Monday, October 8, 2007
Jesus on the way to Emmaus
e. Pilgrim (Oil paint on wooden Panel, Chapel of Nav Jyoti Niketan, Patna 1976)
This is another view of the Emmaus road - a scene Jyoti obviously delights in. It had also fascinated an earlier Indian Christian artist, Angelo da Fonseca, who depicted the two disciple-pilgrims as a Hindu and a Muslim. In Jyoti’s painting three willowy figures, in animated discussion, journey barefoot along a road lined with tall trees. One carries a bag - presumably basic provisions for their journey. Barefoot pilgrims trudging towards their longed-for destination is a common enough sight in India.
Here, the whole scene suggests a strange otherness. Unusually elongated trees stretch from the three central figures up into the dark sky. The road they have taken (Jyoti was actually painting a road near to his home) winds back to a city on the far distant horizon. Along with a broken gate, the whole landscape has a broken, dislocated look. The ‘blocked’ nature of the scene suggests the travellers’ inner dislocation and brokenness. There is a suggestion of mountains and a surrounding pool – again typical of places of pilgrimage. The oval ‘stage’ on which they walk is as though there is a world within the world. Theirs had become a disjointed world, no longer making sense to them, yet there are all these signs of another world that would bring things together.
These two unnamed disciples had left Jerusalem – the place where their hopes of a new world had been crushed when their Master had been humiliated and crucified - and set off back to Emmaus. Only days before, their pilgrimage to Jerusalem had begun with such high hopes. Nearing the powerful sanctity of God’s Holy City they too had been gripped by the messianic fervour expressed by the pilgrims during the ‘triumphal entry’. But then had come the betrayal, the arrest, the mocking, the scourging, the cross-hanging. And then the rumours of a rising from death.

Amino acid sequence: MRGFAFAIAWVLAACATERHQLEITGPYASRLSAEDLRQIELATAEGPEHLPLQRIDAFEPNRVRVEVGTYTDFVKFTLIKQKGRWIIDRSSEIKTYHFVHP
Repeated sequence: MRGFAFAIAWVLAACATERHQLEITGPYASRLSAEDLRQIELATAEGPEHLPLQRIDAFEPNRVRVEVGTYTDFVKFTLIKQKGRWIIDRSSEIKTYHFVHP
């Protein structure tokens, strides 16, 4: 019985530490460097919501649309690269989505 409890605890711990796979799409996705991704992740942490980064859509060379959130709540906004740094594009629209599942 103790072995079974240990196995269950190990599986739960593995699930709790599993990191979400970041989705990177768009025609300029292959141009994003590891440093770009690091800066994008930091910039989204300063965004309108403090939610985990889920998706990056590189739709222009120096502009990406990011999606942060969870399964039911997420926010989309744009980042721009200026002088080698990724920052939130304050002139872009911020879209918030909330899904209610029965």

As we noted above, strangely the two unknown disciples did not recognise Jesus when he joined them on the road - though there had been bewildering rumours of his rising. In fact, this ambiguity was to become the pattern in encounters with the risen Jesus. The Jesus-story is far from an historically complete biography, leaving us with no questions concerning who this person actually was. The Apostle Paul, blindly falling to the ground, and asking: ‘Who are you, Lord’, is not atypical. As Albert Schweitzer concluded his extensive Quest for the Historical Jesus a hundred years ago: ‘He comes to us as One unknown....And to those who will obey him....He will reveal Himself in the toils and conflicts, the sufferings....as an ineffable mystery, they shall learn in their experience Who He is’ (p.401)
At this time, though, as these two Jesus-followers returned to their own village and its secure familiarity, they were thoroughly confused. Disappointment and depression mixed with the excitement that something unexpectedly new may be happening. So they made their confused feelings known to a fellow-traveller who joined them on the road. Asking them why they were so depressed in spirit, their confusion spills out, and the ‘strange’ traveller explains the meaning of what has been happening.
We can see faint signs of the wounds of Jesus, and there is a faintly ethereal brightness in this central figure; otherwise he seems to be just a fellow-traveller. It was only when he ‘broke bread’ with them at Emmaus that ‘their eyes were opened’ and recognition dawned. (Jyoti has portrayed this bread-breaking scene in several pictures). Equally mysteriously – and typical of the resurrection visitations – the risen Christ disappears.
Making pilgrimage to a special place, but even more, being a constant pilgrim in life, is central to people of so many faiths. The Gospels (much of the Bible) are full of such journeying in a dislocated world – pilgrims who seek to move on from where they are, move on to some new life, new world. ‘We are travellers and pilgrims, seeking…..’, as the letter to the Hebrews puts it. Jesus himself was always on the move, travelling on from place to place: ‘the Son of Man has nowhere to rest his head’, Jesus said of himself. We too are in an ever-changing world that affords no final, secure resting place. So we find Christ to be a fellow-traveller with us, who breaks bread with us, and helps us discover the meaning of things.